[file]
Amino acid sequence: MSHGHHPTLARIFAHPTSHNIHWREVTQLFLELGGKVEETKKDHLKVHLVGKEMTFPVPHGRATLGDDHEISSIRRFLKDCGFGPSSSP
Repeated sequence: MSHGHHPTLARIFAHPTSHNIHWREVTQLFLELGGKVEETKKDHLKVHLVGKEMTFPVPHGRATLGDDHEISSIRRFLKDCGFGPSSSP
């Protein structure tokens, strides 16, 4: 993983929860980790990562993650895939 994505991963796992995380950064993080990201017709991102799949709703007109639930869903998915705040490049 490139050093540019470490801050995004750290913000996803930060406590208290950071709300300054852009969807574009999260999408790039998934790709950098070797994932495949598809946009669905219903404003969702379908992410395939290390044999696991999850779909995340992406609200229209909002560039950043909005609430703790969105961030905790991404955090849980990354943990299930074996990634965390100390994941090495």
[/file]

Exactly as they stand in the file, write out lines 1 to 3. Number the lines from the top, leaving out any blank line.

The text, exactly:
Amino acid sequence: MSHGHHPTLARIFAHPTSHNIHWREVTQLFLELGGKVEETKKDHLKVHLVGKEMTFPVPHGRATLGDDHEISSIRRFLKDCGFGPSSSP
Repeated sequence: MSHGHHPTLARIFAHPTSHNIHWREVTQLFLELGGKVEETKKDHLKVHLVGKEMTFPVPHGRATLGDDHEISSIRRFLKDCGFGPSSSP
């Protein structure tokens, strides 16, 4: 993983929860980790990562993650895939 994505991963796992995380950064993080990201017709991102799949709703007109639930869903998915705040490049 490139050093540019470490801050995004750290913000996803930060406590208290950071709300300054852009969807574009999260999408790039998934790709950098070797994932495949598809946009669905219903404003969702379908992410395939290390044999696991999850779909995340992406609200229209909002560039950043909005609430703790969105961030905790991404955090849980990354943990299930074996990634965390100390994941090495």